What am I teaching my son (mostly about driving)?

My son is at the age now where he asks reasonable questions; ones that show he has been thinking about the subject a little himself.*

We have been spending a lot of time in the car and he is curious about driving and traffic.  His mom recently got her driver’s licence so the subject is relevant.

Man, driving is a tough thing to explain.  I am not talking about physically driving and maneuvering large vehicles, but the rules and how and when they are ignored.  I’ve driven significant amounts in Canada and Korea.  I would like to think Canadian driving etiquette and behaviors fit some western standard but I don’t know.  Canadians take speed limits as mere suggestions but are scrupulous about obeying stoplights.  We use our turn signals almost every time.  Koreans are similar in their speeding habits but shockingly different in their acceptance of stoplights.  They also use their hazard lights at every opportunity while Canadians have to search out the button when they want to use their hazards.

(Image found here and not from my son.)

There are a lot of great drivers in the family I have married into and also my father was both skilled and knowledgable.   I myself, am only a fair driver.  I think I know my limitations so I can work around them but there are lots of better drivers than I out there.

Anyway, I think I have been, not deliberately, teaching my son that speeding is okay but that stoplights must be obeyed and that speeders might be good people but those who run red lights are jerks (I have forgotten he was in the car a few times and used stronger language).  I think my father would agree but are these my prejudices that I am training into my boy?

Most of the time I see drivers run red lights, they have slowed and clearly seen that the side streets are empty and no pedestrians are around.  Many times I see people running red lights after dawn -so the lighting and visibility are good- but so early that few people would be expected to be around.  I generally persist in thinking these drivers are bad but at the same time I wonder if I have been conditioned into accepting these delays that serve no purpose.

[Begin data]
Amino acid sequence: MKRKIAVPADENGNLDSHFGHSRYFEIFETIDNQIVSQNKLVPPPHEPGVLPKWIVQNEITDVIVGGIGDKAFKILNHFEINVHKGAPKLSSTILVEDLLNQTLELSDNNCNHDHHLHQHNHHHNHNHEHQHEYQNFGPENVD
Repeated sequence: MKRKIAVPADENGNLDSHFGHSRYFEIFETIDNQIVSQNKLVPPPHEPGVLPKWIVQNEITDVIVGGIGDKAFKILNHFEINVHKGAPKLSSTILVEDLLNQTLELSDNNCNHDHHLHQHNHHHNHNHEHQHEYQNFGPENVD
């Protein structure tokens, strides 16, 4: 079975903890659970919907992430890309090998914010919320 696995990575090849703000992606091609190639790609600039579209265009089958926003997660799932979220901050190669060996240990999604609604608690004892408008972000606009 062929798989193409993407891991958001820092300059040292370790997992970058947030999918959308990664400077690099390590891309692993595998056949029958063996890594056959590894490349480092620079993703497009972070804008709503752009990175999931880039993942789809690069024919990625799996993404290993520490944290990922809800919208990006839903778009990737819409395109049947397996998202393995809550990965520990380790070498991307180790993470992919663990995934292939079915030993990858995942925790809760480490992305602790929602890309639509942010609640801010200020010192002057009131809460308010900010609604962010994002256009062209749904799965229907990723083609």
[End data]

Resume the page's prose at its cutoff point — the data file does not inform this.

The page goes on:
Now, readers who have heard the stats on traffic accidents here -it is a widely accepted assertion that Korea has the highest accident rate of any developed country and I believe it, but I haven’t seen any studies – might want to mention accidents they have seen.  I, too, have seen a few accidents.  One driver, running a red light, was screened from seeing the whole crosswalk by other vehicles and slowly rolled through to hit a bicycle – luckily being walked across and the rider was unharmed.  Running a red light during a busy part of the day on a busy street is freaking stupid.  Even on streets and at times that are usually quiet, running a red light is risky.  Still, treating a red light at as a simple stop sign in those conditions doesn’t seem irrational.  Waiting, as I always do, and always remind my son (who won’t be driving for about ten years or more), is the correct thing to do but also often unnecessary.

Here in Korea, where breaking the law was once seen as a form of revolt against Japanese oppressors or domestic dictators, a long history of law abiding behavior has not formed.  Here, in my room, I can abstractly consider the flexibility of thinking I see in Korean drivers – flexibility missing in other situations.

My grandfather lived long enough that his opinions on race, once mainstream and possibly even liberal, aged into mild unpleasantness.    My son is seven years old while most of my friends my age have teenagers.  I am eager to teach my son to swim and ride a bike and all those other value-neutral things but I am concerned about teaching my prejudices to him.

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*When he was younger, I guess he asked reasonable questions as well.  As I recall, he would frequently ask about things that were new and needed to be sorted out in his mind.  When he was four, we were in Canada and discussing a friend’s properties.  The man owns a house and two apartments and was in the process of selling a house.  On one weekend, I was asked perhaps five times, “Ron owns four homes?”  One of these times was immediately after he had woken up, so clearly his sub-conscious had been working on the problem as well.

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4 Responses to “What am I teaching my son (mostly about driving)?”

  1. Korean Gender Reader | The Grand Narrative Says:

    [...] What am I teaching my son (mostly about driving)? (Surprises [...]

  2. badaajoshi Says:

    Korea is different than most countries because terrors such as Cha San-Soon, who took the driver’s license test 949 times before passing (barely), are admired for their sheer determination.

    In my opiinion, she’s a stubborn idiot who shouldn’t be allowed on the road.

  3. surprisesaplenty Says:

    Scientific American has an article on the larger issue I touched upon:

    http://www.scientificamerican.com/article.cfm?id=childhood-memories-serve-as-a-moral

  4. badaajoshi Says:

    Actually, Brian, I was having this conversation with this Brazilian woman here in Curitiba and she said, “When I went to NYC, I put one foot out in the middle of the street to walk across and you know what happened. The cars stopped! Yes, they did! They actually stopped.”

    I guess I need not mention that they do NOT stop here in Brazil. In fact, in Rio, they speed up when they see you crossing the road.

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